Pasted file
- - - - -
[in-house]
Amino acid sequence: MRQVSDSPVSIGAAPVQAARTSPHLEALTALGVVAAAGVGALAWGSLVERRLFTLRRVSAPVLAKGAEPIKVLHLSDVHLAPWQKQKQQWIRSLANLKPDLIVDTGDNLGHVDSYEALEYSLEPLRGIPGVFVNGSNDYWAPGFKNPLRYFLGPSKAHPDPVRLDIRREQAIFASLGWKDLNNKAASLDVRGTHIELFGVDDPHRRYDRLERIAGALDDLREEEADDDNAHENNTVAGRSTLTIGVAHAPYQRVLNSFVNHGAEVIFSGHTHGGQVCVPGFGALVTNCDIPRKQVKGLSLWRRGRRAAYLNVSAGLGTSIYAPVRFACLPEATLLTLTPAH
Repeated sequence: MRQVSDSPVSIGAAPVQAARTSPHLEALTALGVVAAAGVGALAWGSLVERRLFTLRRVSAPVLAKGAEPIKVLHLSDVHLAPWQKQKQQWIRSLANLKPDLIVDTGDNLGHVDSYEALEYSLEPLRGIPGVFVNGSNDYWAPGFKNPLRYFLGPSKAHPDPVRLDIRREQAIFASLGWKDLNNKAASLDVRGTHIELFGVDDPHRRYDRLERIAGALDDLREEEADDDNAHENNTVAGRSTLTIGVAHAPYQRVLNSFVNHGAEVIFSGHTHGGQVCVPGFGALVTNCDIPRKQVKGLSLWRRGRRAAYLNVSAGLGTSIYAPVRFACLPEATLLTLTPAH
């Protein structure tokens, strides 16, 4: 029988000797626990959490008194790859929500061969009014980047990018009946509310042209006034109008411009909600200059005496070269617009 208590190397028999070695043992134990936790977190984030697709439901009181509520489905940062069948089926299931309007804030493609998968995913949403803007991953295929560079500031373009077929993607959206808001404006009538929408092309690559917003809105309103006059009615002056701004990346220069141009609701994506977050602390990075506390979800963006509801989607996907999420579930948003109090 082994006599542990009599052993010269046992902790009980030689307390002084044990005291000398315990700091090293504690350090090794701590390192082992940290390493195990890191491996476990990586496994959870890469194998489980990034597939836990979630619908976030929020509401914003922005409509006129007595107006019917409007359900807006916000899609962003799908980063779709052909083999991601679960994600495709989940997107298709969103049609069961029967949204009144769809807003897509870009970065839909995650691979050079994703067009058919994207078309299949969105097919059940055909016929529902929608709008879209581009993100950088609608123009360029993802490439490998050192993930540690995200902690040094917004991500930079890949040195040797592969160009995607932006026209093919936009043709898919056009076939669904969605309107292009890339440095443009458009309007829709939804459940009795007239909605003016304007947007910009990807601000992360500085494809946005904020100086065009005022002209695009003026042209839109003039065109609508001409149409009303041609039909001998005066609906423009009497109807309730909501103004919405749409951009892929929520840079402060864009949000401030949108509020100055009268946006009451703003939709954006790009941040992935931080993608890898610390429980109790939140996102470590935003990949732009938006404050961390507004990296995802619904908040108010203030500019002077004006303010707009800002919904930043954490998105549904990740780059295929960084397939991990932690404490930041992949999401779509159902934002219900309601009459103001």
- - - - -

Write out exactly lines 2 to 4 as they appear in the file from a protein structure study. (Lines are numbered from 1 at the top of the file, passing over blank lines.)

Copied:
Amino acid sequence: MRQVSDSPVSIGAAPVQAARTSPHLEALTALGVVAAAGVGALAWGSLVERRLFTLRRVSAPVLAKGAEPIKVLHLSDVHLAPWQKQKQQWIRSLANLKPDLIVDTGDNLGHVDSYEALEYSLEPLRGIPGVFVNGSNDYWAPGFKNPLRYFLGPSKAHPDPVRLDIRREQAIFASLGWKDLNNKAASLDVRGTHIELFGVDDPHRRYDRLERIAGALDDLREEEADDDNAHENNTVAGRSTLTIGVAHAPYQRVLNSFVNHGAEVIFSGHTHGGQVCVPGFGALVTNCDIPRKQVKGLSLWRRGRRAAYLNVSAGLGTSIYAPVRFACLPEATLLTLTPAH
Repeated sequence: MRQVSDSPVSIGAAPVQAARTSPHLEALTALGVVAAAGVGALAWGSLVERRLFTLRRVSAPVLAKGAEPIKVLHLSDVHLAPWQKQKQQWIRSLANLKPDLIVDTGDNLGHVDSYEALEYSLEPLRGIPGVFVNGSNDYWAPGFKNPLRYFLGPSKAHPDPVRLDIRREQAIFASLGWKDLNNKAASLDVRGTHIELFGVDDPHRRYDRLERIAGALDDLREEEADDDNAHENNTVAGRSTLTIGVAHAPYQRVLNSFVNHGAEVIFSGHTHGGQVCVPGFGALVTNCDIPRKQVKGLSLWRRGRRAAYLNVSAGLGTSIYAPVRFACLPEATLLTLTPAH
């Protein structure tokens, strides 16, 4: 029988000797626990959490008194790859929500061969009014980047990018009946509310042209006034109008411009909600200059005496070269617009 208590190397028999070695043992134990936790977190984030697709439901009181509520489905940062069948089926299931309007804030493609998968995913949403803007991953295929560079500031373009077929993607959206808001404006009538929408092309690559917003809105309103006059009615002056701004990346220069141009609701994506977050602390990075506390979800963006509801989607996907999420579930948003109090 082994006599542990009599052993010269046992902790009980030689307390002084044990005291000398315990700091090293504690350090090794701590390192082992940290390493195990890191491996476990990586496994959870890469194998489980990034597939836990979630619908976030929020509401914003922005409509006129007595107006019917409007359900807006916000899609962003799908980063779709052909083999991601679960994600495709989940997107298709969103049609069961029967949204009144769809807003897509870009970065839909995650691979050079994703067009058919994207078309299949969105097919059940055909016929529902929608709008879209581009993100950088609608123009360029993802490439490998050192993930540690995200902690040094917004991500930079890949040195040797592969160009995607932006026209093919936009043709898919056009076939669904969605309107292009890339440095443009458009309007829709939804459940009795007239909605003016304007947007910009990807601000992360500085494809946005904020100086065009005022002209695009003026042209839109003039065109609508001409149409009303041609039909001998005066609906423009009497109807309730909501103004919405749409951009892929929520840079402060864009949000401030949108509020100055009268946006009451703003939709954006790009941040992935931080993608890898610390429980109790939140996102470590935003990949732009938006404050961390507004990296995802619904908040108010203030500019002077004006303010707009800002919904930043954490998105549904990740780059295929960084397939991990932690404490930041992949999401779509159902934002219900309601009459103001």